Hi hopefuladopter, congratulations on getting to this stage. Considering matches is exciting but also so much to weigh up and consider. FASD is a spectrum condition and kids can be affected in lots of ways along a continuum. Alcohol can also impact on physical development as well as brain development. Other drugs can play a part and there is some research coming out on cannabis exposure in utero may cause problems similar to FASD.
Parenting a child with a FASD. Where do I start. I think recognition of any pre-natal alcohol exposure is a good place to start. Having it clearly documented is very important for any diagnosis. Lots of kids are exposed to alcohol but it has not been documented. Lots of kids may get misdiagnosed with ADHD. Only 1 in 10 will have facial features of FASD. We recognised fairly quickly that there were additional issues after placement (we adopted a slightly older child).
For us, getting the alcohol exposure risk recognised was a struggle as it was not properly documented. One this was recognised, diagnosed and we started using the correct supports and strategies things got much easier. Typically kids with FASD are emotionally about half their chronological age. So we have a wonderful 8 year old who is emotionally 4-5. He has a 'spiky profile' and has strengths in some areas and difficulties in others. He has significant sensory processing issues, social communication challenges and struggles in noisy busy environments. He also gets tired very quickly as his brain has to work extra hard to do things we all take for granted. But he is a wonderful loving boy.He is brilliant with lego and puzzles, computers, loves animals. We have had to adapt family life significantly. We have applied for an EHCP and are looking for an education provision that can meet his needs. But we are doing well as a family and are hopeful for the future. ☺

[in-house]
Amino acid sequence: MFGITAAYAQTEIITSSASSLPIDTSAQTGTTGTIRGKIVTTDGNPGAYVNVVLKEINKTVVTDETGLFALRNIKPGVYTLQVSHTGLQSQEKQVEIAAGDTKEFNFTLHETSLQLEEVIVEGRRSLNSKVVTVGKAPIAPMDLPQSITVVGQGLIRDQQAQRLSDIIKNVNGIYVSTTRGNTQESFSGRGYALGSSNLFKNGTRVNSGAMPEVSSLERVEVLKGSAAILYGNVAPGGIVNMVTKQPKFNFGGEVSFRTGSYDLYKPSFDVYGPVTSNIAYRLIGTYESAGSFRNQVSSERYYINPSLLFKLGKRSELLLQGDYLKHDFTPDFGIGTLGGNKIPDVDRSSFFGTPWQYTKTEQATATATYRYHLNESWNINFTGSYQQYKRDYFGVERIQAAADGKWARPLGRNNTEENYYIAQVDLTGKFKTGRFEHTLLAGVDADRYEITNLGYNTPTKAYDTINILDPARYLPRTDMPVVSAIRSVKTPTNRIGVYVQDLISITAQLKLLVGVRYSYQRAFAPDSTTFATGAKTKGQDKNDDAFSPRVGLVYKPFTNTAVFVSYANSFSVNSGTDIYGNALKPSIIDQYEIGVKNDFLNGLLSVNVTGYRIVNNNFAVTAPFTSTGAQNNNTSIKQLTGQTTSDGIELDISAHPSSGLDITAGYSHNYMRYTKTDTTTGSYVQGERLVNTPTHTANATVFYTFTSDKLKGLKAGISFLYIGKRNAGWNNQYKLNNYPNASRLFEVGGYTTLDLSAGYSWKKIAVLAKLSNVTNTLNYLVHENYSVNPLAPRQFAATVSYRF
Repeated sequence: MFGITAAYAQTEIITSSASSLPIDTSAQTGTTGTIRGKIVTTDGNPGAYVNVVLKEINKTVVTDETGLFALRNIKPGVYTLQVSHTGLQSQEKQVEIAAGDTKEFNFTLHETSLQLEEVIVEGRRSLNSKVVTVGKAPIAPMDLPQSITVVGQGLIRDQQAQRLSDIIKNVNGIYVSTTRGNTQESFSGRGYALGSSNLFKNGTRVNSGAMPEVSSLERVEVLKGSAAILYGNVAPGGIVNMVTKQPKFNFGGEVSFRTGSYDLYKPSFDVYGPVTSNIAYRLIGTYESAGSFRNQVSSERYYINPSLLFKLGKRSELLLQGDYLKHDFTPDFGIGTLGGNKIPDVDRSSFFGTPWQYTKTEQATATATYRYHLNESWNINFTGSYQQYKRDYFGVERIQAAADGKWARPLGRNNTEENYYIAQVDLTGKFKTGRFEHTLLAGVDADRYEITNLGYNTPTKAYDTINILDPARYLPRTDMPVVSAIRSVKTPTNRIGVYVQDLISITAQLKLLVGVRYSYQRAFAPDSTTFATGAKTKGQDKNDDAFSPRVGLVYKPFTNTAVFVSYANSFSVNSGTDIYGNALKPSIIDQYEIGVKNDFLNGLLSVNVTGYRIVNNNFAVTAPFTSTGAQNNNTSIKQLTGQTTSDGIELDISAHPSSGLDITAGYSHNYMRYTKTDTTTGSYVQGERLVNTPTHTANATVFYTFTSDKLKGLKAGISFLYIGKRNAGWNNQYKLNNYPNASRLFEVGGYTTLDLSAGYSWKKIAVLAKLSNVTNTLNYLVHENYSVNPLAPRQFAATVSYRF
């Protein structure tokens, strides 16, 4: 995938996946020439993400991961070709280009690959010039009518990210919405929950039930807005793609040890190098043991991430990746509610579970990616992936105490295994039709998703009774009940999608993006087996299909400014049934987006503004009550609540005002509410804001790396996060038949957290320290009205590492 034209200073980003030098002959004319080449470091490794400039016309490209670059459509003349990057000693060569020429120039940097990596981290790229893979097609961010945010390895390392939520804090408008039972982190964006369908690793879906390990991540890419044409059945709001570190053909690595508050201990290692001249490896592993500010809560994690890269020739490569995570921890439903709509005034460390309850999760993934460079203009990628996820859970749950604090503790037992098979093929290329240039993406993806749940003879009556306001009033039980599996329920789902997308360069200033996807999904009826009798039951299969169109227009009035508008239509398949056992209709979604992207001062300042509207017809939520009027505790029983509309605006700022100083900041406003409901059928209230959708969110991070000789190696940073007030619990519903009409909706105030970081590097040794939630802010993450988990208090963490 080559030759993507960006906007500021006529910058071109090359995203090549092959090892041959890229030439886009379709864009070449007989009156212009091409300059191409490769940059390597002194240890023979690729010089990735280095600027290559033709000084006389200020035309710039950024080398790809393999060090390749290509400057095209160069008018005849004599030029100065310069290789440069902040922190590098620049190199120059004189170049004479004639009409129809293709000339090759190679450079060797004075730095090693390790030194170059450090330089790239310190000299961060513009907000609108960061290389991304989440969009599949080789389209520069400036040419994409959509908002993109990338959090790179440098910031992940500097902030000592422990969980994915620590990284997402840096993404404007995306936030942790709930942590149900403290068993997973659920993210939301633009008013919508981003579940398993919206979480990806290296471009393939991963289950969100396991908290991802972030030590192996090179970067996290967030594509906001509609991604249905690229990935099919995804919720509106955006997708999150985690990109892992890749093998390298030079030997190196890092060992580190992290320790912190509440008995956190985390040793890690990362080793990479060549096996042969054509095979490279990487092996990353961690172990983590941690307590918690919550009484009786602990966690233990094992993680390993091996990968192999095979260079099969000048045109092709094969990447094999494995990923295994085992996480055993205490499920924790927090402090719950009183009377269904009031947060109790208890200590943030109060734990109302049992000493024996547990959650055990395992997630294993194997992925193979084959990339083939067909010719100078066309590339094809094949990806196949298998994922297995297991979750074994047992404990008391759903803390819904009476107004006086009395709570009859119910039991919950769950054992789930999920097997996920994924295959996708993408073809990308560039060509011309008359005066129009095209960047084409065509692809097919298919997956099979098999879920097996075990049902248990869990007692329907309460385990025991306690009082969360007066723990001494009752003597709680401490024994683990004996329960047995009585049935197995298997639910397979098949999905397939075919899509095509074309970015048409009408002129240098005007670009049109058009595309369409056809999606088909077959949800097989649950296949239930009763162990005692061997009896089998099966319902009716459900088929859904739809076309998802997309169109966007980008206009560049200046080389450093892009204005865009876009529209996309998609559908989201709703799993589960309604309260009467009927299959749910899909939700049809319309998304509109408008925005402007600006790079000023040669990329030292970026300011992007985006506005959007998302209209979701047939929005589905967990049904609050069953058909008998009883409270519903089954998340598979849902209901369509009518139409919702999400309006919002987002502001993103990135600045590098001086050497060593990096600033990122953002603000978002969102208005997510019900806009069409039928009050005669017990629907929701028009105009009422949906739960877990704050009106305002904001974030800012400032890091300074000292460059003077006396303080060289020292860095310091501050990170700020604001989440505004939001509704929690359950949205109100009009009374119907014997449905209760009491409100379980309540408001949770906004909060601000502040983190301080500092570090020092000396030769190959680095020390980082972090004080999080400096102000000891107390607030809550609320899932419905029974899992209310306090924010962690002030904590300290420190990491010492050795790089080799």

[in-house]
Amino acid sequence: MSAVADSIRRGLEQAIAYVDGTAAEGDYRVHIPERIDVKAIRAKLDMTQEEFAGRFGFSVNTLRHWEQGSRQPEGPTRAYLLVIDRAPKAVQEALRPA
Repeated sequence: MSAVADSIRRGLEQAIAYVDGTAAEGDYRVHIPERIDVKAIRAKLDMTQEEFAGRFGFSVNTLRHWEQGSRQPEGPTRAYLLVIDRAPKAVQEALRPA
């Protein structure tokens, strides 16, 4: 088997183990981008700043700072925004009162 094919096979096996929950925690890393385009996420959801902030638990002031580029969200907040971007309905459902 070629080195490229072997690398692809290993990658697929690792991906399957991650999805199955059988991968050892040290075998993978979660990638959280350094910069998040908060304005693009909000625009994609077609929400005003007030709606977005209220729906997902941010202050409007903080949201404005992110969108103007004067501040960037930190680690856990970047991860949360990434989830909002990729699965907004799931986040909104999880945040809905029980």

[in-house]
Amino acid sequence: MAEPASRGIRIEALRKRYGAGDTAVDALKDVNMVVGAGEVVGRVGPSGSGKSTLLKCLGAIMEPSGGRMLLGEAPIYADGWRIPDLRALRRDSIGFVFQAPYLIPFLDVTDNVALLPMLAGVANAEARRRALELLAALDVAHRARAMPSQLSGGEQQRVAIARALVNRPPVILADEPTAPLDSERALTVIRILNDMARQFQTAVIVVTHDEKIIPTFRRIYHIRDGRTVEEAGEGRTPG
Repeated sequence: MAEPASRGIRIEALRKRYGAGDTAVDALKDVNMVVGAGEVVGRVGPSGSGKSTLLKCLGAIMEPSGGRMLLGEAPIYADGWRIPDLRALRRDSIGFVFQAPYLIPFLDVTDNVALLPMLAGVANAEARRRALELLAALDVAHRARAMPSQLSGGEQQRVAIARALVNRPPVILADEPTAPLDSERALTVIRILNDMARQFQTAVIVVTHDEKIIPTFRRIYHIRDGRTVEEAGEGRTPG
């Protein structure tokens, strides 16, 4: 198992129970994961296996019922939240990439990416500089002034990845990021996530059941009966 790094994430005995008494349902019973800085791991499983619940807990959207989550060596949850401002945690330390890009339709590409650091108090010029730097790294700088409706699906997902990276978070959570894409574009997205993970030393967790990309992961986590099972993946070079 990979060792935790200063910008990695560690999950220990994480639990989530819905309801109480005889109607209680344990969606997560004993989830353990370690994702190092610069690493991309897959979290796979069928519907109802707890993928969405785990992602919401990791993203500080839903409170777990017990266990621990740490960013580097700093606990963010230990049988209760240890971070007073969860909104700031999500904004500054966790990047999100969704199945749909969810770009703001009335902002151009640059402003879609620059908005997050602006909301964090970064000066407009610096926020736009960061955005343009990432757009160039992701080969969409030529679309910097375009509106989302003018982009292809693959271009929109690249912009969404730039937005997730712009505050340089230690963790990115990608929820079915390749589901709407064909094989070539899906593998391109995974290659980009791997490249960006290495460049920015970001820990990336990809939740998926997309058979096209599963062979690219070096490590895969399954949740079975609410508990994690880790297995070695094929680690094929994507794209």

Historically good support and diagnosis has been a postcode lottery. We have an excellent paediatrician with fasd awareness. Things are changing thankfully. There is increased recognition of the needs of those with FASD. Scotland has a care pathway in place for diagnosis and support. England is further behind but there are pockets of good practice and more professionals getting training.
In terms of the future, adults with FASD often need support. I have read stories of adults with FASD who have managed to go to university and then those that require very intensive support to function on a day to day basis. Take a look at resources online from Myles Himmelreich and RJ Formanek, two adults with FASD with blogs/ on YouTube. Have a look at a resource list I posted above.
I don't have any regrets. My boy is an amazing individual who still manages to smile through the challenges. Lots for you to consider. I know lots of families struggle and can only give my own experience. If there is anything else I can do to help please let me know!